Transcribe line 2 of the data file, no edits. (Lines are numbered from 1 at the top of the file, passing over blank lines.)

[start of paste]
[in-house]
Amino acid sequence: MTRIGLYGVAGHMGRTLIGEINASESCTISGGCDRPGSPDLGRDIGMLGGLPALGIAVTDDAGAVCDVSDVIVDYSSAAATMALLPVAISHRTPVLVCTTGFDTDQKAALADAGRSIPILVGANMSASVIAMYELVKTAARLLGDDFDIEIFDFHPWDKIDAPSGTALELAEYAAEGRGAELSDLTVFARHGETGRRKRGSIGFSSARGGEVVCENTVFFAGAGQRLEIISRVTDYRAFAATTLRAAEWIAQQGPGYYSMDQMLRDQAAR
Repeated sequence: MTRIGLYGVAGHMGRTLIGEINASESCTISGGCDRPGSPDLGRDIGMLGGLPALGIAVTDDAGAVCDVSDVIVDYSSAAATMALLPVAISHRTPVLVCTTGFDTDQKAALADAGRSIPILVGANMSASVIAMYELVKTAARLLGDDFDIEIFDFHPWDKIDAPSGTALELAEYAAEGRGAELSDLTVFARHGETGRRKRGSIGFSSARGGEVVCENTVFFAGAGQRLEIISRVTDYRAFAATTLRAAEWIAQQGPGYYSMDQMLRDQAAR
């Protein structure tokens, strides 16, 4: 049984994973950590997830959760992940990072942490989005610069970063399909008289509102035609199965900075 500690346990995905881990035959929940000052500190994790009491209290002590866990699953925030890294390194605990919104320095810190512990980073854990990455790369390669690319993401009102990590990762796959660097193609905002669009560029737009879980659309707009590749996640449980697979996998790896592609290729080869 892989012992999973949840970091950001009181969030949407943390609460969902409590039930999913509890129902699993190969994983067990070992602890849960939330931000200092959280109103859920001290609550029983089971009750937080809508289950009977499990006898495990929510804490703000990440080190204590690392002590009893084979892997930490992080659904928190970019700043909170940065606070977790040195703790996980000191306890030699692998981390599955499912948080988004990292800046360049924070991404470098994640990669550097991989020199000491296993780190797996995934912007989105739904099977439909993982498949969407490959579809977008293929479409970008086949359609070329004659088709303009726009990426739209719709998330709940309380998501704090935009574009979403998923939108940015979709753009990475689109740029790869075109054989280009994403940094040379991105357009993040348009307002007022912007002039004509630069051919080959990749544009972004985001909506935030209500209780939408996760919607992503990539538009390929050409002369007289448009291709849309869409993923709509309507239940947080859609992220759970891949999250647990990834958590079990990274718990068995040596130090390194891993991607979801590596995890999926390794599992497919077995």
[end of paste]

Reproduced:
Amino acid sequence: MTRIGLYGVAGHMGRTLIGEINASESCTISGGCDRPGSPDLGRDIGMLGGLPALGIAVTDDAGAVCDVSDVIVDYSSAAATMALLPVAISHRTPVLVCTTGFDTDQKAALADAGRSIPILVGANMSASVIAMYELVKTAARLLGDDFDIEIFDFHPWDKIDAPSGTALELAEYAAEGRGAELSDLTVFARHGETGRRKRGSIGFSSARGGEVVCENTVFFAGAGQRLEIISRVTDYRAFAATTLRAAEWIAQQGPGYYSMDQMLRDQAAR